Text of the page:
The council still want the public to use their Crap App – the “Love Clean Streets” piece of smartphone tech that after nearly 10 years of costly development and updates still does not have a reporting category for missed bin collections (you can draw your own conclusions why).
Reports on the Love Clean Streets app of graffiti can only be made if accompanied by a photograph of the offending daubs. “This is easy to do via the app or the council website,” the council claims, assuming that all its residents have ready access to smart phones or an internet connection.
“The council has already received over 200 graffiti reports, and the service is working to clear the backlog as quickly as possible. Due to the anticipated initial volume increase, new reports could take longer than usual to be cleaned but the council is committed to increasing response times as quickly as possible,” according to the propaganda department.
“Graffiti remains an illegal environmental crime, and the council can issue fixed penalty notices of £80 to anyone caught doing graffiti.”
Note that: “caught doing graffiti”. The council does not say when they last caught anyone “doing graffiti” and issued them with a FPN.
In the middle of a cost of living crisis, with food bank use at record levels and the curse of covid not entirely dealt with, it might just be that few Croydon residents truly believe, as Mayor Perry seems to do, that graffiti removal is “a top priority”. But then, when Perry was elected in May, he received the votes of only 13per cent of the electorate.
“Expanding and improving the graffiti removal service is vital to keeping our parks, high streets and public spaces looking clean and attractive,” part-time Perry was quoted as saying by the council propagandists who now do his bidding.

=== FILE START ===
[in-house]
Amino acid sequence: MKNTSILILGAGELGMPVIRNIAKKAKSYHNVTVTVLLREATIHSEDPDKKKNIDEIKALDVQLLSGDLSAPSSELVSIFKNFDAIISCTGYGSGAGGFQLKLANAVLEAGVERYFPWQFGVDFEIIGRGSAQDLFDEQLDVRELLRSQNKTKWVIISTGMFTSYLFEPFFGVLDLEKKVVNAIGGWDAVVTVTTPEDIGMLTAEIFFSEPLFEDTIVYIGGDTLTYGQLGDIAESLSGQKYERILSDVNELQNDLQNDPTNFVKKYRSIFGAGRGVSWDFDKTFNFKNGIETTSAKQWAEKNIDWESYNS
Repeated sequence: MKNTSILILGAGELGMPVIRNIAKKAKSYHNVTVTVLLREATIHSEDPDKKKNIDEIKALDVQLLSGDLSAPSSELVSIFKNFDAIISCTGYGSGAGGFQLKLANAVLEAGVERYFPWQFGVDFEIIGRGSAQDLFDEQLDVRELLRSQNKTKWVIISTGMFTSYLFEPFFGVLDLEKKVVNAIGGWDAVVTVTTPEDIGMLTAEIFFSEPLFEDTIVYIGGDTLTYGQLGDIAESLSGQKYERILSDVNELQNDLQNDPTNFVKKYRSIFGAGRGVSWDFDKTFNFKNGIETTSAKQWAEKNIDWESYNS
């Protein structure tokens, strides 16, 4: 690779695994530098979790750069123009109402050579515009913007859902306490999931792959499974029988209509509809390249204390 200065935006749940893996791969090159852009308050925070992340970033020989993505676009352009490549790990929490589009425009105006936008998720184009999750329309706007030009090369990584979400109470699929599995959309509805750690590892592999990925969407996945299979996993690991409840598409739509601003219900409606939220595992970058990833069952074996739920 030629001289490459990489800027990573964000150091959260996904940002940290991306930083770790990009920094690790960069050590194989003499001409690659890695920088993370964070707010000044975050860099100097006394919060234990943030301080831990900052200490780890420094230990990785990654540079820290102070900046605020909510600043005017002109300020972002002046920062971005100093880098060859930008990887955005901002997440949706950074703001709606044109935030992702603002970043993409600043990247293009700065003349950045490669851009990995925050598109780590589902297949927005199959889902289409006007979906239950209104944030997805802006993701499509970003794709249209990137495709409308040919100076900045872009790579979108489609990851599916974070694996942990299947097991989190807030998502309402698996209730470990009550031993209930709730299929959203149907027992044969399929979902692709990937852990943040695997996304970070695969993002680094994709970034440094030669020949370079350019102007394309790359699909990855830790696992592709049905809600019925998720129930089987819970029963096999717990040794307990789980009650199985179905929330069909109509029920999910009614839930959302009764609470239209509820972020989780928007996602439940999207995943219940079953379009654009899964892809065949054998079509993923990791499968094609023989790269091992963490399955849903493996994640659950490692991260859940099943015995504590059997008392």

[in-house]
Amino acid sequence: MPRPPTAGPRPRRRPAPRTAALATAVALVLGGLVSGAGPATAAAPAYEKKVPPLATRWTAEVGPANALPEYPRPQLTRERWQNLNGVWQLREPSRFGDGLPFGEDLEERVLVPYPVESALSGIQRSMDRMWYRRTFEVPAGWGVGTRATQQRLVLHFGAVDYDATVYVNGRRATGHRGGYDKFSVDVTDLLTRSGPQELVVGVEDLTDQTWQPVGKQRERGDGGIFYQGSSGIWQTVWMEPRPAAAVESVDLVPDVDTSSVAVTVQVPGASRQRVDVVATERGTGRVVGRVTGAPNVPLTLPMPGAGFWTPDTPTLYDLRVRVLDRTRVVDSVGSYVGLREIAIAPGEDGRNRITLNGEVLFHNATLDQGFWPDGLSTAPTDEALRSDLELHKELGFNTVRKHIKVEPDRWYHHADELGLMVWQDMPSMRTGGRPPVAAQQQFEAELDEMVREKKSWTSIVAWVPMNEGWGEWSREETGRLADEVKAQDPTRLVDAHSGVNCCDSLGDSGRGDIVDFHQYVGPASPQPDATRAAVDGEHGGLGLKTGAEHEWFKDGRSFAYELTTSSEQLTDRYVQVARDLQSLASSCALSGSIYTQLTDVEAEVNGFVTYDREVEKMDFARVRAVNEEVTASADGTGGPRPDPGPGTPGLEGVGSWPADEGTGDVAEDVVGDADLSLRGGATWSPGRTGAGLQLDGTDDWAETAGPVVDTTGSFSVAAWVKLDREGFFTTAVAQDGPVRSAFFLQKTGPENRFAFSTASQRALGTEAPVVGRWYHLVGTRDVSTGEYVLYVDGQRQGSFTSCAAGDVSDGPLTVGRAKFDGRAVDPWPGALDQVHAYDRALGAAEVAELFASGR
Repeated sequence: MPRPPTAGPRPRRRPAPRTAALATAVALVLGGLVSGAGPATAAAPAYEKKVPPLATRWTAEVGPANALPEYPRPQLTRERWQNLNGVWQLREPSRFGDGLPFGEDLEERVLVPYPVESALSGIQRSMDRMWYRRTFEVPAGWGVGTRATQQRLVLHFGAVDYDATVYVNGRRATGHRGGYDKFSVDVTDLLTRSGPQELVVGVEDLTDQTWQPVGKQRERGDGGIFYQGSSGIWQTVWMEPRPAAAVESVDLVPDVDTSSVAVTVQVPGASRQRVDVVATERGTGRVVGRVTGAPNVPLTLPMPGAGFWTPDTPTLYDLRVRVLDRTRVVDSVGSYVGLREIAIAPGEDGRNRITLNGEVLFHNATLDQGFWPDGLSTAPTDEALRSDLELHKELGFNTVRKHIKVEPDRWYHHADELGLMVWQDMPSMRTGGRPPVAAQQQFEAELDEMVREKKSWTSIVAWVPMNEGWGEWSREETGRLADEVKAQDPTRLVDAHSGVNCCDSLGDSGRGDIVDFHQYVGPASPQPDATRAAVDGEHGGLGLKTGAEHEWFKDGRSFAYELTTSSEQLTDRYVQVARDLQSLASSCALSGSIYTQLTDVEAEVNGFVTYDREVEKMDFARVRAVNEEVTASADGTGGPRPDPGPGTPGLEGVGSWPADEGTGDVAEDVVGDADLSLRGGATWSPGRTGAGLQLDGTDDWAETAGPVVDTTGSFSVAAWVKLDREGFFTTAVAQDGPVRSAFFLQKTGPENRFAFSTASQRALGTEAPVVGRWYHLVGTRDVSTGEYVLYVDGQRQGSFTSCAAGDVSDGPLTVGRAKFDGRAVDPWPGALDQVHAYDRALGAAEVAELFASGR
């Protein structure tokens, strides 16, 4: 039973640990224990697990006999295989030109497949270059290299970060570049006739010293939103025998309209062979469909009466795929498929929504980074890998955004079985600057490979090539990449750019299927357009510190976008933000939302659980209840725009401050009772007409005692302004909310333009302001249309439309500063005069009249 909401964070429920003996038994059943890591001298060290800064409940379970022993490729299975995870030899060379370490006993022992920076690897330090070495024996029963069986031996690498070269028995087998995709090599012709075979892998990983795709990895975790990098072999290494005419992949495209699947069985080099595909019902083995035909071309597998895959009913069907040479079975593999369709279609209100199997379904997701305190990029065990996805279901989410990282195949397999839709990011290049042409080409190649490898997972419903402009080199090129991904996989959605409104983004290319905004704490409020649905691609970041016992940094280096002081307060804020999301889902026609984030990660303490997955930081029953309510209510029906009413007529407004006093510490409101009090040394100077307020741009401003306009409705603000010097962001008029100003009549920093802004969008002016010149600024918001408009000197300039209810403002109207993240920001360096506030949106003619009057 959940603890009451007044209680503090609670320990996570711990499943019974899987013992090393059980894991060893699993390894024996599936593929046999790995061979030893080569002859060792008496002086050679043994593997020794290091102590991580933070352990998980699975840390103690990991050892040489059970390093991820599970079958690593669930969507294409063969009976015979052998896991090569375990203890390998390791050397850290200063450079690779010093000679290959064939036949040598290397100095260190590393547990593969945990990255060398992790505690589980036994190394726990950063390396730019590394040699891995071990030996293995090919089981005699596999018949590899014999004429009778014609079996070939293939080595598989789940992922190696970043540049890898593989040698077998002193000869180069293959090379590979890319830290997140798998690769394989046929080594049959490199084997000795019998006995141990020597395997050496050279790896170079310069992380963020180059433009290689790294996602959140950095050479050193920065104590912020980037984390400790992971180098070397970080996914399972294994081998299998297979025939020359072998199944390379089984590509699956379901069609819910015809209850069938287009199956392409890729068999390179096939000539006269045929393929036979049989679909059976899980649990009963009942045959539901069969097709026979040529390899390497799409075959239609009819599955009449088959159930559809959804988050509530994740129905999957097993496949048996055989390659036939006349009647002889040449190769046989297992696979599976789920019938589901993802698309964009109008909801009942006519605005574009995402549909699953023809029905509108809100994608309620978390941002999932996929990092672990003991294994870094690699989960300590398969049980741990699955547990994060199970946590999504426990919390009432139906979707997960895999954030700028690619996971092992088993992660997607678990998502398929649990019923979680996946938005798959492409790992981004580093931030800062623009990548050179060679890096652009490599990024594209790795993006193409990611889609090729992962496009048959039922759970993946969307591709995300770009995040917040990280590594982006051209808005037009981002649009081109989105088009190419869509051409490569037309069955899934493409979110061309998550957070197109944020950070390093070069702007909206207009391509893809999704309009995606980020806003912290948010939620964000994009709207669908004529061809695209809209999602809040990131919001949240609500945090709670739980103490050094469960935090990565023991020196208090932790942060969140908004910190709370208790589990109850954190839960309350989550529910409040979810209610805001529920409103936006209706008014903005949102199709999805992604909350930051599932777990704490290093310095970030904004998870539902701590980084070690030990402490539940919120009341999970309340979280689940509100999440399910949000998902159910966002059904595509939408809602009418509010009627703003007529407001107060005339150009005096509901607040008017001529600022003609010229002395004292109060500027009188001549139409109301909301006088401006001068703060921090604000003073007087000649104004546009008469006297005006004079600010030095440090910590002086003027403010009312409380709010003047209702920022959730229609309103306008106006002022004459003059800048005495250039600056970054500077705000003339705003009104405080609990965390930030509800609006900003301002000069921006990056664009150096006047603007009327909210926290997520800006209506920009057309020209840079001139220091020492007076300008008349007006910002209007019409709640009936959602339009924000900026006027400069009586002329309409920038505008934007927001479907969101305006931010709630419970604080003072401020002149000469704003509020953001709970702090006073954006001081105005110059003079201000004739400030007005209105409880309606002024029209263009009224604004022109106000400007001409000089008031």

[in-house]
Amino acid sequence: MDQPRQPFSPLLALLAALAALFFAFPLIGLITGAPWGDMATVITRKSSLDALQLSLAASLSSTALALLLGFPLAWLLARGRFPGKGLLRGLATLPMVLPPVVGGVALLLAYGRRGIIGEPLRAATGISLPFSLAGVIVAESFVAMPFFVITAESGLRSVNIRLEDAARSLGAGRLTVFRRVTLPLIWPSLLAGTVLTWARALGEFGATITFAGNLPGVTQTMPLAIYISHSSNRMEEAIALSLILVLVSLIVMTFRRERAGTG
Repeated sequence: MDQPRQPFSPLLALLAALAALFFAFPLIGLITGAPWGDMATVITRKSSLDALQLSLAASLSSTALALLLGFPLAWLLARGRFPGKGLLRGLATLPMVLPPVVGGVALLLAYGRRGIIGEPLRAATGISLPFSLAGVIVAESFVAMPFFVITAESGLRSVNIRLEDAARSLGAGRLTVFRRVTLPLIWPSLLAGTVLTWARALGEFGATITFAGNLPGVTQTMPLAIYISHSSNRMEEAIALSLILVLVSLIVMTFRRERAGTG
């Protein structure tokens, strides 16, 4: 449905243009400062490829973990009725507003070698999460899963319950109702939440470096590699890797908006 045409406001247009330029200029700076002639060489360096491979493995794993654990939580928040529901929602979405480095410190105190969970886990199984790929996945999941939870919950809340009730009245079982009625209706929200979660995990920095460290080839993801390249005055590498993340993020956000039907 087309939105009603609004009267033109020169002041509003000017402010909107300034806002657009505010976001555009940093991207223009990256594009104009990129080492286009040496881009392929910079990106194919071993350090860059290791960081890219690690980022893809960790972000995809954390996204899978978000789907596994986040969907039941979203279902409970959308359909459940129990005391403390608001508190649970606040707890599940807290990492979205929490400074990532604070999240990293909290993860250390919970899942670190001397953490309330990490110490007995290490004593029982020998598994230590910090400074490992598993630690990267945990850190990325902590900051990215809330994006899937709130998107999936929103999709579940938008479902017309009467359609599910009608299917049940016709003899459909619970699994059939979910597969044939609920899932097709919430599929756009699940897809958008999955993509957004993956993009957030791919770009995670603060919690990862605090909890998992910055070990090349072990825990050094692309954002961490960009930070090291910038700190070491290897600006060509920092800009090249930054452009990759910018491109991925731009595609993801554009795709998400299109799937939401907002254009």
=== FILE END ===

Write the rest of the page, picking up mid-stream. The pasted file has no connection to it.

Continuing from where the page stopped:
“There is still work to be done to clean up Croydon, but we are determined to continue making the changes that need to happen and listening to residents so that our communities and businesses can thrive.”
Perhaps the bitterest irony in this latest piece of deceit and hypocrisy from the £81,000 per year Mayor is that, although he and Croydon’s Tories voted against the 2022-2023 council budget that included spending on graffiti removal, in 2019 and 2020, they had voted in favour of those years’ Labour budgets – the very budgets which ultimately led to the borough’s bankruptcy.
Read more: Mayor bids for £20m funding with old and failed projects
Read more: Appeal to audit committee chair to demand missing reports
Read more: Part-time Mayor Perry is only ‘listening’ four hours a day
Read more: Tory Perry wins historic Mayor election by less than 600 votes
- If you have a news story about life in or around Croydon, or want to publicise your residents’ association or business, or if you have a local event to promote, please email us with full details at firstname.lastname@example.org
- Inside Croydon is a member of the Independent Community News Network
- By having a comment section, we provide all readers with an immediate “right of reply” on all our content. Details of how this works can be read by clicking here
- Inside Croydon works together with the Bureau of Investigative Journalism, as well as BBC London News and ITV London
- Inside Croydon: 3.3million page views in 2021. Seen by 1.6million unique visitors in that 12-month period